Smart Hotel Technology: Five Hotels That Are Doing It Right

Technology is making hospitality smarter

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Photo courtesy of CNBC.

Technology and the on-demand economy have transformed every aspect of our lives -- you can get groceries delivered instantly, keep an eye on your pets while away and request a home visit from a doctor. Similar technologies and intelligent devices can also play a special role in advancing hospitality innovation and travel experiences for consumers across the globe.

While the hospitality industry has been slower to catch onto smart tech, there are a few hotels that have embraced technology to offer guests higher levels of personalization and control. What does that mean in practice? For starters, fast and free WiFi isn’t a luxury any more. Customers now expect it, along with an optimized check-in process and better in-room entertainment choices. Here are some of the hotels that have adopted smart tech to streamline hospitality for the customer’s benefit.

1. Robotic Luggage Storage - Yotel in New York, NY

Space in New York City is at a premium, which often translates to a hefty price tag.

Located in Hell’s Kitchen, Yotel1 tries to ease the cost of a nightly stay by providing space-efficient rooms it dubs as “cabins”, which feature full-size beds that can be stowed away during the day. To make the check-in process more convenient, Yotel has touch-screen kiosks instead of a front desk staff. Should you need something during your stay, staff are always on-call to help. If you arrive too early for check-in, you can store your luggage using the Yotel’s friendly robot so that you can go explore the city unhindered. Upon return, a crane arm retrieves your luggage from the locker after you input the corresponding code. Yotel is using robotics and artificial intelligence to delight guests while making the most use of its small space.

2. Voice Controlled Room - Wynn Hotel & Resort, Las Vegas, NV


Photo courtesy of

Integration with Amazon Echo was the talk of CES this year, and it seems to have resonated with some of the leading casinos in Las Vegas.

While many of the casinos on the strip are implementing more smart tech features like mobile check-in, the Wynn Hotel & Resort is the first to implement Amazon Echos in all of its guest rooms -- set to go live in the summer of 20172. By using their voice, guests will be able to open the curtains, turn on the lights, activate TVs and control the temperature of their rooms as soon as they walk in. The Echos at the Wynn will be pre-set to these commands, so guests won’t be able to use any of the Alexa commands that require a personal account associated with the device. However, Wynn is considering adding more commands to its Echos in the future.

3. Robotic Butlers - Aloft Hotel, Cupertino, CA


Photo courtesy of New York Times.

Aloft in Cupertino is in the heart of Silicon Valley, and it's no surprise that it's implementing high-tech features to optimize hospitality3 for guests.

In addition to keyless entry via the Aloft smartphone app and an Apple TV in every room, Aloft Cupertino employs a robotic butler called Botlr (who certainly looks the part with his built-in bow tie). Boltr delivers towels to you pool-side and is available 24/7 should you get a craving for a midnight snack. Forget to bring a toothbrush? Botlr can get that for you too. This frees up Aloft’s front desk staff to attend to more pressing guest concerns, while providing convenience and a sense of control to guests. Will these helpful little bots become a common sight in the next few years?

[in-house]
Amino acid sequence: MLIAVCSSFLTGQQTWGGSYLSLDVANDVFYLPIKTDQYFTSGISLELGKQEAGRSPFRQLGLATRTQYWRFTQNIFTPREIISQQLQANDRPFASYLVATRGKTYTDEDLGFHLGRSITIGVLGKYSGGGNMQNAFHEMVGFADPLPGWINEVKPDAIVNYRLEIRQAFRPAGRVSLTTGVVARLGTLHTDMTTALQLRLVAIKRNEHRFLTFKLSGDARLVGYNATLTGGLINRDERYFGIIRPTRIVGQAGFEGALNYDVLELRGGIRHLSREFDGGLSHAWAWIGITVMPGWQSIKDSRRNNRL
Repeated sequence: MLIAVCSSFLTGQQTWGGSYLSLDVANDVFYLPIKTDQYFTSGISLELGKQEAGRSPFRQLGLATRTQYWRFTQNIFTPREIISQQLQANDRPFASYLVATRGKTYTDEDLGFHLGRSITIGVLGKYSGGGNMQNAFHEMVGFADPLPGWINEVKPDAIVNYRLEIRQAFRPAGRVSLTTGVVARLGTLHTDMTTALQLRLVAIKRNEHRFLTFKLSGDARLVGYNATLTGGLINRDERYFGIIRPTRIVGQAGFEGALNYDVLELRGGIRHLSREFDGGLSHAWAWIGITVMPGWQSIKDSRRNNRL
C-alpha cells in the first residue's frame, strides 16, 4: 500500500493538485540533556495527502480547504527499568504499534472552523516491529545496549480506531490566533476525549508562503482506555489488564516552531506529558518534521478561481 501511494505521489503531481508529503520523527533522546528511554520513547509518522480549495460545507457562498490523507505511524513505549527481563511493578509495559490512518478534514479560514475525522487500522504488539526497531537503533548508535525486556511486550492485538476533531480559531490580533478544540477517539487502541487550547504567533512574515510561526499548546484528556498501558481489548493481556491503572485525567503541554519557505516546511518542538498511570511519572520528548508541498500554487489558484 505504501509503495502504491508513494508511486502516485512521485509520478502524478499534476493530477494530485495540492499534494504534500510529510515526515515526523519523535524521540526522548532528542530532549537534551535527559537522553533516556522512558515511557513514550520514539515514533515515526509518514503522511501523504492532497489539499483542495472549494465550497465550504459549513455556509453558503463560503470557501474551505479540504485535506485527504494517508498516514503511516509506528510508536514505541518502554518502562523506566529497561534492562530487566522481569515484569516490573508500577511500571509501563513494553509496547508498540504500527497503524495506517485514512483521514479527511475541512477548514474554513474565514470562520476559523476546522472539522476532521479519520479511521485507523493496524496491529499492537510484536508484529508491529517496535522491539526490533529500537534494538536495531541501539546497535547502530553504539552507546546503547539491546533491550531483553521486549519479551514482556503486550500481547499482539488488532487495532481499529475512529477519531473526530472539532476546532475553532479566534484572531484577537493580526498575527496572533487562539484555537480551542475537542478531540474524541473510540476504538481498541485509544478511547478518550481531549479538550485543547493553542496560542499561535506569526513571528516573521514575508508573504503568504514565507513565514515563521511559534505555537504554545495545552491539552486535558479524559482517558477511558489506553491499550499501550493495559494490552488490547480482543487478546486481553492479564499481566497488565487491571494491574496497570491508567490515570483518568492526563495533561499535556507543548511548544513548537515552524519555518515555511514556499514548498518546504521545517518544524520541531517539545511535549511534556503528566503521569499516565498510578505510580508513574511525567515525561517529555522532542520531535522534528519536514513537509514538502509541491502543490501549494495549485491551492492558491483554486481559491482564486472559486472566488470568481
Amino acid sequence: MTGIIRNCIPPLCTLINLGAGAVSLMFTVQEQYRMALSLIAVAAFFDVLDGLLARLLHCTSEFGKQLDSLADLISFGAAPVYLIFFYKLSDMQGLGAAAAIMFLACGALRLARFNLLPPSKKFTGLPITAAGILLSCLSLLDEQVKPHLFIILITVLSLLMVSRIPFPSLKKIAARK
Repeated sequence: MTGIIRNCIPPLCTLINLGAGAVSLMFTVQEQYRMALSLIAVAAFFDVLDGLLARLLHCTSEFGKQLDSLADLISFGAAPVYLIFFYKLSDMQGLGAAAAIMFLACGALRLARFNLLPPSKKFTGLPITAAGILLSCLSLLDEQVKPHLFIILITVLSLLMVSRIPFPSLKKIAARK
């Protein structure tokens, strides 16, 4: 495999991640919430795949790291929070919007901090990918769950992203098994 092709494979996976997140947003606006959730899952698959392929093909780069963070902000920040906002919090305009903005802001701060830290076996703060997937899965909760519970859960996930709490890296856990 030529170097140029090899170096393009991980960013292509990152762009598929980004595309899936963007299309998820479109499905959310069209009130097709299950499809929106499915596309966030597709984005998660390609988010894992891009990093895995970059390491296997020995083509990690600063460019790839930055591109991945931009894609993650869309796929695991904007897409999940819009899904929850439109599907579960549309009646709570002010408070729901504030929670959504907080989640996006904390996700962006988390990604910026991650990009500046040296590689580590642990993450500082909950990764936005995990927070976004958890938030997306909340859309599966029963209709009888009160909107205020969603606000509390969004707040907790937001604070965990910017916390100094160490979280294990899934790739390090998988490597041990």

4. Entertainment from Your Phone - Godfrey Hotel, Boston, MA

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Photo courtesy of Travelocity.

Similar to the Aloft in Cupertino, the Godfrey Hotel4 provides streamlined features for check in along with in-room entertainment capabilities.

Taking a cue from wearable technology, wristbands allow easy entry into guest rooms. A large touch-screen TV in the lobby provides guests with on-demand access to flight information, local restaurants and events, and a virtual city map. One of the highlights is guests’ ability to stream content from their phones to the 55 inch Samsung Smart TVs in their rooms. With both Android and Apple support, guests can choose the music and movies they want to watch on the big screen.

5. Digital Concierge - Renaissance Midtown Hotel, New York, NY


Photo courtesy of Marriott.

The main feature at the Renaissance Midtown Hotel5 is an interactive wall called the Discovery Portal.

To use it, guests can step onto one of the circular holograms projected on the floor that pertains to a certain category (entertainment or dining, for instance). Motion sensors easily detect where guests stand and then display a number of options that they can select simply by gesturing. These are specially curated tips and information depending on what the guest wants to do. In essence, it’s a virtual concierge. The Renaissance Midtown Hotel also offers an in-person concierge service named “The Navigator” so that guests can get in-depth information on what they’ve found on the Discovery Portal. To top it off, the hotel has a unique “living wall” that displays different New York scenes and artwork depending on the season, making the hotel experience feel dynamic and different as the seasons change.

Technology clearly has a place in hospitality when it is done to enhance the human element of service rather than replace it. As consumers, we’ve come to expect personalized, on-demand services in all areas of our lives. By integrating smart features that streamline the check-in process and give more control to guests, these hotels are providing a modern travel experience that’s stress and hassle free. The added bonus to these tech advancements is that by optimizing comfort, accessibility and convenience, hotels can reduce waste and improve their environmental impact.